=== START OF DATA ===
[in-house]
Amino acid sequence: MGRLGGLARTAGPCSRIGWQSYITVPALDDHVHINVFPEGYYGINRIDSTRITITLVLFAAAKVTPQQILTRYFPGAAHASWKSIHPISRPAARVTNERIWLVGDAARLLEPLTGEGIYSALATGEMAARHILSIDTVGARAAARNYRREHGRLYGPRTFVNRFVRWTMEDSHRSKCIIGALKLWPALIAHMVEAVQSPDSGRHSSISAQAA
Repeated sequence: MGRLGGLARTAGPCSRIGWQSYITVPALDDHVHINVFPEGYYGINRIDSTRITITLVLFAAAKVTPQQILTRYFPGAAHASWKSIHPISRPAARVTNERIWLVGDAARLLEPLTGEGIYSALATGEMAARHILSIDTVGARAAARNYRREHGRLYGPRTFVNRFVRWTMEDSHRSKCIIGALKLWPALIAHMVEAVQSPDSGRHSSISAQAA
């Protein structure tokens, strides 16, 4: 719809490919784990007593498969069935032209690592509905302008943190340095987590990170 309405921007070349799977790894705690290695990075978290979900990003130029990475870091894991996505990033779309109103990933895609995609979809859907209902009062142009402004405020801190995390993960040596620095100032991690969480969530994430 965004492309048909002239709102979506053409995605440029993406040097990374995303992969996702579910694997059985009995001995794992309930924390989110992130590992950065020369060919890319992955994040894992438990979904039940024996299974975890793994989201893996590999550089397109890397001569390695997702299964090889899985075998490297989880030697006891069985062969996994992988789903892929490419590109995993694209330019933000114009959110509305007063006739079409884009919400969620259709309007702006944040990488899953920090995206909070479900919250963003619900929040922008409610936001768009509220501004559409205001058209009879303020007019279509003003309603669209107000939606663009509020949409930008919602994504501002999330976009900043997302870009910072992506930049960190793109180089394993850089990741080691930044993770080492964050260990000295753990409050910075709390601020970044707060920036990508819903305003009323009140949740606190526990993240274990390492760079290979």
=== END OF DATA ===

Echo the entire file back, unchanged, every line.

[in-house]
Amino acid sequence: MGRLGGLARTAGPCSRIGWQSYITVPALDDHVHINVFPEGYYGINRIDSTRITITLVLFAAAKVTPQQILTRYFPGAAHASWKSIHPISRPAARVTNERIWLVGDAARLLEPLTGEGIYSALATGEMAARHILSIDTVGARAAARNYRREHGRLYGPRTFVNRFVRWTMEDSHRSKCIIGALKLWPALIAHMVEAVQSPDSGRHSSISAQAA
Repeated sequence: MGRLGGLARTAGPCSRIGWQSYITVPALDDHVHINVFPEGYYGINRIDSTRITITLVLFAAAKVTPQQILTRYFPGAAHASWKSIHPISRPAARVTNERIWLVGDAARLLEPLTGEGIYSALATGEMAARHILSIDTVGARAAARNYRREHGRLYGPRTFVNRFVRWTMEDSHRSKCIIGALKLWPALIAHMVEAVQSPDSGRHSSISAQAA
């Protein structure tokens, strides 16, 4: 719809490919784990007593498969069935032209690592509905302008943190340095987590990170 309405921007070349799977790894705690290695990075978290979900990003130029990475870091894991996505990033779309109103990933895609995609979809859907209902009062142009402004405020801190995390993960040596620095100032991690969480969530994430 965004492309048909002239709102979506053409995605440029993406040097990374995303992969996702579910694997059985009995001995794992309930924390989110992130590992950065020369060919890319992955994040894992438990979904039940024996299974975890793994989201893996590999550089397109890397001569390695997702299964090889899985075998490297989880030697006891069985062969996994992988789903892929490419590109995993694209330019933000114009959110509305007063006739079409884009919400969620259709309007702006944040990488899953920090995206909070479900919250963003619900929040922008409610936001768009509220501004559409205001058209009879303020007019279509003003309603669209107000939606663009509020949409930008919602994504501002999330976009900043997302870009910072992506930049960190793109180089394993850089990741080691930044993770080492964050260990000295753990409050910075709390601020970044707060920036990508819903305003009323009140949740606190526990993240274990390492760079290979």